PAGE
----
Cast of Wonders is proud to present the fourth annual Artemis Rising event through March 2018! We have four original stories for you this year, guest-edited by assistant editor Katherine Inskip and associate editor Alexis Goble. This year’s artwork by Geneva Barton.
Artemis Rising is an annual month-long event across all four Escape Artists podcasts, celebrating the voices of women, non-binary, trans, and marginalized gendered authors in genre fiction. The resulting lineup is an incredible collection that celebrates the strength, ingenuity, and brilliance of the artists, the characters they create, and the performers that bring these stories to life. It also features the hosting, editing and production talents of a rotating cast. Part of the project’s mission is to give opportunities and experience in these publication roles traditionally held by men.
Don’t miss the full month of Artemis Rising stories across the Escape Artists podcasts!
Earn Your Breath
by Jaime O. Mayer
Liith had fought the Snake Island raiders every summer since her fifteenth year and had yet to taste defeat. She had dueled the boat-men of the north with their fish-belly white skin and won the pair of metal knives envied by many a man in her village. Yet, it was the sight of the latch on the cookshack door that filled her with dread. Gray Stone’s village elders said fate could not be changed, and she would rather die than prove them right. But each passing day brought her twentieth year closer, and her throat remained bare of a breath mark.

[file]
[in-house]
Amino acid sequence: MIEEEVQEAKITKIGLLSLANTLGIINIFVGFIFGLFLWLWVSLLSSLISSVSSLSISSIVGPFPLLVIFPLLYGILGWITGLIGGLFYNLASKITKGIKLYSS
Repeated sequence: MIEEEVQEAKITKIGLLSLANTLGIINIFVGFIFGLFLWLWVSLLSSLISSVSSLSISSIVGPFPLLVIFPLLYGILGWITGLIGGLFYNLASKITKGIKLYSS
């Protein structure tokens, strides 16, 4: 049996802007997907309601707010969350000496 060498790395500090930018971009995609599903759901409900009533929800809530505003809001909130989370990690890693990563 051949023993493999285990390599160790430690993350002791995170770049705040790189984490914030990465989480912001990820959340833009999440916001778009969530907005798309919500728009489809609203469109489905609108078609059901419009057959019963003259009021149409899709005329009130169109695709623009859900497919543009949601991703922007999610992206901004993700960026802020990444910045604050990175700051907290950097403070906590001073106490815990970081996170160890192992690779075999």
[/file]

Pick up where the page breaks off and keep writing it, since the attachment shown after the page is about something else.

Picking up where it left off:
No, she still had time. A few days, but while time remained so too did hope. Liith shook her head, as much in defiance as to clear away her uncertainty. Squaring her shoulders, she marched to the cookshack door, a small parcel of food clutched in one hand.
The shack was a hastily made addition tacked onto the village’s cookhouse proper. The rough-cut planks joined at odd angles, providing meager protection from the elements. A slab of oak served as an ill-fitting door, its simple hook and latch installed at eye-height more to keep nosy children out than to keep the poor creature inside in.